Recently Deputy Speaker of Bangladesh National Parliament, Md. Shamsul Haque Tuku, at a discussion meeting of Bangladesh’s first ever Parliamentary Caucus on Tuberculosis said, “Lack of awareness about tuberculosis is one of the obstacles in eradicating this disease. Involvement of community clinics as well as the general public to increase TB awareness and detection rates and reduce risk is essential and requires immediate political commitmentThe death rate from tuberculosis has decreased in recent times. In 2015, where there were more than 70 thousand deaths, now it has come down to 42 thousand. All hospitals in Bangladesh have TB testing equipment. Though there is stigma regarding TB in the country, change is imminent. People are now going to medical centers avoiding superstitions. 90 percent TB affected people recover with treatment. We want people to come for treatment. All arrangements are in place to treat them.”
Tuberculosis, also known as TB, is an ancient and deadly infectious disease. Tuberculosis bacteria can survive in the air for hours and enter the human body through breathing. At one time, the pathogen responsible for tuberculosis had not been discovered, and there were no drugs available to cure it. During that era, it was often said, ‘He who has good deeds has no defense.’
The conventional wisdom of the past was true at the time but now the tuberculosis pathogen has been discovered. Highly effective drugs have also been discovered, there are treatments for the disease, and we have a more clear understanding of tuberculosis.
Even 30 years ago, treatment for tuberculosis was a long term one. Currently, tuberculosis is completely curable with only 6 months of treatment in most cases, yet tuberculosis is one of the leading causes of death in developing countries like Bangladesh.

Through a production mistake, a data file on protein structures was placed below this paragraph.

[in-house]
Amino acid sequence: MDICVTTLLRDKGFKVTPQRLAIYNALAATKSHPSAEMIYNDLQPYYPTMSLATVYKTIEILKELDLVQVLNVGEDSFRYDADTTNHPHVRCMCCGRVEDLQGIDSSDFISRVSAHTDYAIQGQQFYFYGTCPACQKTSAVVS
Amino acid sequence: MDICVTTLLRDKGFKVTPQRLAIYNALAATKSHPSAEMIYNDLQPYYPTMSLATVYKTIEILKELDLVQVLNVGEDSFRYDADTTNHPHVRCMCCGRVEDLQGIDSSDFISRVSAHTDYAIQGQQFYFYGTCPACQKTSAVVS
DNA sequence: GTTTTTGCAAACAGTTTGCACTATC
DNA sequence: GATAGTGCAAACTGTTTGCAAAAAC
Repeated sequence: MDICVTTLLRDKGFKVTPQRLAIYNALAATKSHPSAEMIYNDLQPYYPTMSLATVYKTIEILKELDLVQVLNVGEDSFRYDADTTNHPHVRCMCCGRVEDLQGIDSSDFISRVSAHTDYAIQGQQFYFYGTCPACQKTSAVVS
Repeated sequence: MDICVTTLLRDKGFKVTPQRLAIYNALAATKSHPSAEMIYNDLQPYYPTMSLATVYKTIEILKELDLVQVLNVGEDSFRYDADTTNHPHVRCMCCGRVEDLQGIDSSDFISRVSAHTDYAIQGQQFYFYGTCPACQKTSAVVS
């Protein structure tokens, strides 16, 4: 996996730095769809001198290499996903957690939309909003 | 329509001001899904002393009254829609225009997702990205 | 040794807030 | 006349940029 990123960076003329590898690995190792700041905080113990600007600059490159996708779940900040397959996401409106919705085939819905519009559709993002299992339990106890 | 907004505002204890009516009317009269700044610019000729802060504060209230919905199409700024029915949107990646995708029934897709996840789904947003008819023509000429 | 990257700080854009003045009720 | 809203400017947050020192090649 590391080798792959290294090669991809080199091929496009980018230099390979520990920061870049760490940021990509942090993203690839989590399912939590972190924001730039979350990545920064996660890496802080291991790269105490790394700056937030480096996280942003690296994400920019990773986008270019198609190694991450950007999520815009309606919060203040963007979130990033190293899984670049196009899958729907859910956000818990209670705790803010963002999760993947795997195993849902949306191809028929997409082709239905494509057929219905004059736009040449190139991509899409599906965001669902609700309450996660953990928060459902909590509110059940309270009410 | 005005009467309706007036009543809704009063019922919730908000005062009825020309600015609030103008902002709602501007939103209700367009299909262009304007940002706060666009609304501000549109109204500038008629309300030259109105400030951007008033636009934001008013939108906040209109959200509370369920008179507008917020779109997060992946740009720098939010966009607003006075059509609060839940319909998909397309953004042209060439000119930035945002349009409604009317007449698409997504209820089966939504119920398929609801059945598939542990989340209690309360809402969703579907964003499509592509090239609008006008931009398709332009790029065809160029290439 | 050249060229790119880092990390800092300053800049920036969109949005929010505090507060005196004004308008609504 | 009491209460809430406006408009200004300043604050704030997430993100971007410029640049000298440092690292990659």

The problem is particularly acute with multi-drug-resistant TB. The disease is transmitted very quickly in overcrowded environments, . which is why the prevalence of tuberculosis is higher in institutions such as hostels, barracks, jails and among the poor population.
According to the National Tuberculosis Control Program (NTP) data, an average of 978 people are infected with tuberculosis every day. At least 375,000 people in Bangladesh developedtuberculosis (221 cases per 1 lakh) and 42,000 people died of TB during 2021. ‘Multi-drug’ resistance occurred in at least 4,500 TB patients in Bangladesh in the same year, which is an alarming issue. Of these, 1.0 percent were among new patients and 4.8 percent were among previously treated patients.
Bangladesh is the first country in Southeast Asia to introduce short-term drug-resistant TB treatment. Bangladesh has made visible progress in TB control, but major challenges remain. 18percent of TB patients are still undiagnosed. We need to put more effort to control TB in urban areas as cities are a melting pot of people from all walks of life. Md. Anwar Hossain Howladar, Secretary, Health Services Division, Ministry of Health and Family Welfare said, “One of the big problems of tuberculosis is the tendency to hide the disease. People with TB tend to face problems at their workplace, and in society due to the stigma associated with the disease. Tuberculosis is compounded and easily treated. This message should tell us where this service is available. In Bangladesh, the number of tuberculosis patients is increasing in cities compared to villages.. Undiagnosed/missing cases lead to increased disease transmission. Therefore, it is important to identify missing cases and bring them under treatment..”